What's not to like about Human Genome Sciences (NASDAQ:HGSI)? This year, it might boast four late-stage drug candidates to potentially treat blockbuster indications, in partnership with some of the world's largest pharma companies.

Yesterday, Human Genome updated investors on the progress of its drug pipeline, including visions of brisk sales for anthrax treatment ABthrax. Like Gilead Sciences (NASDAQ:GILD), Baxter (NYSE:BAX), and GlaxoSmithKline (NYSE:GSK) with their bird flu treatments, Human Genome is producing a lucrative drug to fill a government-requested niche. The company expects sales of ABthrax to the U.S. government to total between $100 million and $120 million in 2008, with more to come in future years.

Investors also won't have to wait long for pivotal clinical trial data on Human Genome's other lead drug candidates. Hepatitis C treatment Albuferon is expected to produce the first of its phase 3 results in late 2008, with all of its phase 3 data rolling in by the spring of 2009. Lupus treatment LymphoStat-B should yield key phase 3 data by mid-2009 and the fall of the same year. If all goes well, Human Genome expects to complete marketing applications for both compounds by early 2010, with their first sales arriving that same year.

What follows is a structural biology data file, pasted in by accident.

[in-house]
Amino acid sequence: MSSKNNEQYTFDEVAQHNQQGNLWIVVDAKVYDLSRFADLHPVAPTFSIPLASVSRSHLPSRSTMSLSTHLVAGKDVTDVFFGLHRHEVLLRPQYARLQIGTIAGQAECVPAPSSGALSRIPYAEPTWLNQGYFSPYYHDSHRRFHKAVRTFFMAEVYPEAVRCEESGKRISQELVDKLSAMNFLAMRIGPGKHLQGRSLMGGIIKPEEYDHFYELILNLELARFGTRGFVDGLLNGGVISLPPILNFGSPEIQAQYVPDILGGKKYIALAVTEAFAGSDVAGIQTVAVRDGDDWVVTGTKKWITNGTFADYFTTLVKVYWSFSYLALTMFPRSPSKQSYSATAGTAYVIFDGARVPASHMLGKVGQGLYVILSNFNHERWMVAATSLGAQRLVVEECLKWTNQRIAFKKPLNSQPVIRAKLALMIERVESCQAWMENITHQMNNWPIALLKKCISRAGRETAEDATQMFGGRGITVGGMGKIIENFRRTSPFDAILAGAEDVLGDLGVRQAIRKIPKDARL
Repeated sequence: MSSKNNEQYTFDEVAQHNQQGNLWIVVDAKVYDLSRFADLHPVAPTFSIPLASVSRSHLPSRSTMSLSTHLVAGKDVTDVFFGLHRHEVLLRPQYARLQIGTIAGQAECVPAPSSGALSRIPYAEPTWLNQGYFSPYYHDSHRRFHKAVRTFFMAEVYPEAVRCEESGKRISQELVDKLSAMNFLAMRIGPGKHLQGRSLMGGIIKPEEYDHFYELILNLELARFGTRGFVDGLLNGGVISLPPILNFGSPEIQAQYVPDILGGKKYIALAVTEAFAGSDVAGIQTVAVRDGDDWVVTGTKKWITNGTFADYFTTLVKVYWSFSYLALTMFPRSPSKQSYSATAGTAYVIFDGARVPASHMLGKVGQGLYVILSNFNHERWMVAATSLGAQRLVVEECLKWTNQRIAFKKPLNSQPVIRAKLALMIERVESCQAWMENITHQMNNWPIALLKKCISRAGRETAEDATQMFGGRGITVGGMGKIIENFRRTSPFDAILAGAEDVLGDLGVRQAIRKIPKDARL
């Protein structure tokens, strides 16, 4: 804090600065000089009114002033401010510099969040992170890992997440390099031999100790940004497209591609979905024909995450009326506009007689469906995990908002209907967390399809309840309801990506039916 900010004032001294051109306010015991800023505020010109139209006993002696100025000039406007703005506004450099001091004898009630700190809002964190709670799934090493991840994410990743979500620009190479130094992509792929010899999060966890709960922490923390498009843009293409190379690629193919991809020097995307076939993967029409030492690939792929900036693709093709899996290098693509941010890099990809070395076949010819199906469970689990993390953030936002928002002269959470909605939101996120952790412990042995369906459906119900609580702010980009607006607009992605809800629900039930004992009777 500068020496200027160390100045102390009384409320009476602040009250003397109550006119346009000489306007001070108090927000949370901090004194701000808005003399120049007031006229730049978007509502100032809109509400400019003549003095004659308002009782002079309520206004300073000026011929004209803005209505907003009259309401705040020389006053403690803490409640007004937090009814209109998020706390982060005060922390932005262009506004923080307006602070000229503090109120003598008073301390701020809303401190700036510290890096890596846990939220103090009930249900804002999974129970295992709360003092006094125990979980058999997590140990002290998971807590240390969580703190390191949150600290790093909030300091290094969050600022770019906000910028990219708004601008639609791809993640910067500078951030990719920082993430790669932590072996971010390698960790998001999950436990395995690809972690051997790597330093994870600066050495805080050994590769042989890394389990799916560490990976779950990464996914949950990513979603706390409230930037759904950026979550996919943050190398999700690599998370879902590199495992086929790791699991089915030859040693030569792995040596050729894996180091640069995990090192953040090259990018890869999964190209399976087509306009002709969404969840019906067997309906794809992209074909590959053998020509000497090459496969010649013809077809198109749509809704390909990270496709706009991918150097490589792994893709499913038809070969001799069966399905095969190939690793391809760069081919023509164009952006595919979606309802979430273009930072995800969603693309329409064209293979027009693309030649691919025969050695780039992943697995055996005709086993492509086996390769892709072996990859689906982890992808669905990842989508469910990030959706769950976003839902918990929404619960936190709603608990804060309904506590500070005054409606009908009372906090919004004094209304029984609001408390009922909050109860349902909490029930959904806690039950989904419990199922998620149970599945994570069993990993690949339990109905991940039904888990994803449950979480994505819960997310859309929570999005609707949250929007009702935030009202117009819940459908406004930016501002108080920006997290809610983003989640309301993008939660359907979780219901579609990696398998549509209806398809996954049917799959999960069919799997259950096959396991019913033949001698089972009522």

These two compounds won't be Human Genome's only phase 3 drug candidates this year, either. Partner GlaxoSmithKline will push its atherosclerosis compound into phase 3 testing in 2008. It'll also decide this year whether to advance Syncria, its GLP-1 diabetes drug -- like Amylin Pharmaceuticals' (NASDAQ:AMLN) Byetta -- into phase 3 testing.

Human Genome unarguably has a very deep pipeline for a drugmaker of its size. Given additional resources, it can reach into its basket of discovery-stage assets and pull more compounds into the clinic. Just like fellow biopharma Medarex (NASDAQ:MEDX), though, its lead compounds are extremely high-risk/high-reward propositions, even for a young biopharma. Based on its phase 2 data, I'm not sold on Albuferon's utility in particular.

If Human Genome can achieve multiple clinical-trial and regulatory successes with its compounds, the potential for its shares seems truly limitless, especially considering the depth and breadth of its pipeline. However, at an $800 million market capitalization, the risk-reward proposition on Human Genome still seems skewed in the wrong direction. The clinical, regulatory, and commercialization risks for both Albuferon and LymphoStat are too great for this analyst. Investors may do well to wait until at least some of these drugs' clinical trial results come out before jumping in.